Age range of patients: under 10 to over 90



The premier was asked about a June 7 letter from three Independent Nova Scotia Senators to Federal Minister of Public Safety Bill Blair and Nova Scotia Justice Minister Mark Furey calling for a joint federal-provincial inquiry into the mass shooting “and related matters” in Nova Scotia.

The letter reads as follows:

Dear Ministers Blair and Furey,

We are calling for the governments of Canada and Nova Scotia to immediately launch a joint and equally-led public inquiry into the recent Nova Scotia mass shootings and related events.

Amidst a pandemic that has shut down major parts of the economy and imposed barriers to human connection, Nova Scotia has faced the deadliest mass shooting incident in Canadian history. In the chaos that unfolded in mid-April, twenty-two Nova Scotians lost their lives. The murderer also brutally assaulted his spouse early on in the rampage. Canadians deserve to know what happened and what actions the police and others took or could have taken to prevent or better mitigate this situation.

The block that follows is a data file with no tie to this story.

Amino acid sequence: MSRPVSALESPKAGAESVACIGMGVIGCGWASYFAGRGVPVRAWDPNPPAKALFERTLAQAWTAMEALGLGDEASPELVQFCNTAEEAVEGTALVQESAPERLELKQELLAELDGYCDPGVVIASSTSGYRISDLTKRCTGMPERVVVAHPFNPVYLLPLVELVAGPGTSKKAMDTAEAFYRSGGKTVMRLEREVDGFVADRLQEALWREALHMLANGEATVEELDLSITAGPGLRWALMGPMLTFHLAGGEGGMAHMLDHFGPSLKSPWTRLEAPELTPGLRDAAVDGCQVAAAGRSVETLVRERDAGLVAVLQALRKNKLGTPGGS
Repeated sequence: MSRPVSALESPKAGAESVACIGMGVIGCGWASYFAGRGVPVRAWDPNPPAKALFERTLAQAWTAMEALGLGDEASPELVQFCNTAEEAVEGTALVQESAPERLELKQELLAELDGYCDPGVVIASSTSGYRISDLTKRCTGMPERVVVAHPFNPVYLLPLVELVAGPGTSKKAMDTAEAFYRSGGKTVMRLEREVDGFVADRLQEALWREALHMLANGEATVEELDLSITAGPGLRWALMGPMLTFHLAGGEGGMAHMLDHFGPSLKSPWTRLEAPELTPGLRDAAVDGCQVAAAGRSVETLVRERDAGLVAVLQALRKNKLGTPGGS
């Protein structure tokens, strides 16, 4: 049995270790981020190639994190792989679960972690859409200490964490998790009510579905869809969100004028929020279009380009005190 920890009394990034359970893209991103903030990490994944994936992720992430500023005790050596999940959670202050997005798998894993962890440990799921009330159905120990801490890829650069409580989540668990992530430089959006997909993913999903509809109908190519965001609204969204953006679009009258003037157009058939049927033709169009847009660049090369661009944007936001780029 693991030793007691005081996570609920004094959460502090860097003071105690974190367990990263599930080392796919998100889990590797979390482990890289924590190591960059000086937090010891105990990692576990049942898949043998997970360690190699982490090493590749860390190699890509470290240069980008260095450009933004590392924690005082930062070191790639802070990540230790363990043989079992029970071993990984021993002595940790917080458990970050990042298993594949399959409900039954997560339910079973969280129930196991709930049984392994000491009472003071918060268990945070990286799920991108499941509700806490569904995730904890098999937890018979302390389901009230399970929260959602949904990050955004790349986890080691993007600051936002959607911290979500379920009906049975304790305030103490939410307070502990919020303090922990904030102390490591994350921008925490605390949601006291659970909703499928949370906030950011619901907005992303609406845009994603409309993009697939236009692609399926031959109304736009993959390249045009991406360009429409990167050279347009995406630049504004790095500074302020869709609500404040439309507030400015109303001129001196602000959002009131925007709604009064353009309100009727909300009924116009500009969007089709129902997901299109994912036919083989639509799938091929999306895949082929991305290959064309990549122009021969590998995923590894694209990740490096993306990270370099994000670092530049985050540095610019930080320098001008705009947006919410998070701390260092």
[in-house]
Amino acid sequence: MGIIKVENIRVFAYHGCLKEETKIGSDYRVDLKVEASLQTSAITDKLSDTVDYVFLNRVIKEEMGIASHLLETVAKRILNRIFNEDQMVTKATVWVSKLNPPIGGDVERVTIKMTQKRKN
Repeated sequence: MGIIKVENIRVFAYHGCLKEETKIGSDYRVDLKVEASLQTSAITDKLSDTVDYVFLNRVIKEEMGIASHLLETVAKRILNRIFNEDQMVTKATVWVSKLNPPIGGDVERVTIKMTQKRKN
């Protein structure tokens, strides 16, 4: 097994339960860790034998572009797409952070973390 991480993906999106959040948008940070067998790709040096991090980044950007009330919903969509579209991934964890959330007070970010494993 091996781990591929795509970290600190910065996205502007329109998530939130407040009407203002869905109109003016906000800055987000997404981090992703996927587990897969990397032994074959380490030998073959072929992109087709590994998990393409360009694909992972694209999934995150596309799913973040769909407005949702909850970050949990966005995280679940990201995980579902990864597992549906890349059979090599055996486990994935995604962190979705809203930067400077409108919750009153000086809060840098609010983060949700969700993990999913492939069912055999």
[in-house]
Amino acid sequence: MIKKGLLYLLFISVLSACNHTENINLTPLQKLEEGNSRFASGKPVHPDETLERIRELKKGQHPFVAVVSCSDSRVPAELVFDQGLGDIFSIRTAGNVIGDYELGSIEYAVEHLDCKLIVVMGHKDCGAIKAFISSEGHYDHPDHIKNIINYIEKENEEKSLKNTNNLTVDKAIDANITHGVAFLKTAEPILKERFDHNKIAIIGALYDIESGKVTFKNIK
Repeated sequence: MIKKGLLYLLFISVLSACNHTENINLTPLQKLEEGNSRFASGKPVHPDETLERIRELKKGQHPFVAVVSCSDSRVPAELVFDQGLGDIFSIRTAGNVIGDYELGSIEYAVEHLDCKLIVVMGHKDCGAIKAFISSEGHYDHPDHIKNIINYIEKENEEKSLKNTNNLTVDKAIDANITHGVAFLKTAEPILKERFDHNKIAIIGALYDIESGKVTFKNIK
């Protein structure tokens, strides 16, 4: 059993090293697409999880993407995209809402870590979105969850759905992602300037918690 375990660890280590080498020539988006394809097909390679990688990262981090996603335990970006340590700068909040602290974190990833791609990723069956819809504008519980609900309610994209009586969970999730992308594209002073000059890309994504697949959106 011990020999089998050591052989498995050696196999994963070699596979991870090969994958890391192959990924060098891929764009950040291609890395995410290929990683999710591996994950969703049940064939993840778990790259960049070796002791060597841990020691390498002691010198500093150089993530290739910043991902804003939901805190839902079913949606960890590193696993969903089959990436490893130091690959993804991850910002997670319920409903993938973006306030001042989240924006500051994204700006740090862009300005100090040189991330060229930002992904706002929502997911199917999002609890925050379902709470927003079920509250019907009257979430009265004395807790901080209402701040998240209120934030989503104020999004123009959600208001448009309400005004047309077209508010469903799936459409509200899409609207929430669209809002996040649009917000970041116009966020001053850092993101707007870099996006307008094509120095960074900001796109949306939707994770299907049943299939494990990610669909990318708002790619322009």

As independent Nova Scotia Senators, we understand the need to tackle all issues surrounding this tragedy in an objective, unbiased and nonpartisan manner. A joint inquiry would help everyone better understand what transpired and to learn from this tragedy. If properly conducted, the joint inquiry could lead to changes to policies, practices and procedures and hopefully give us the tools to prevent future tragedies of this nature.

We are of the opinion that this public inquiry must include a detailed assessment of multiple issues, including but not limited to: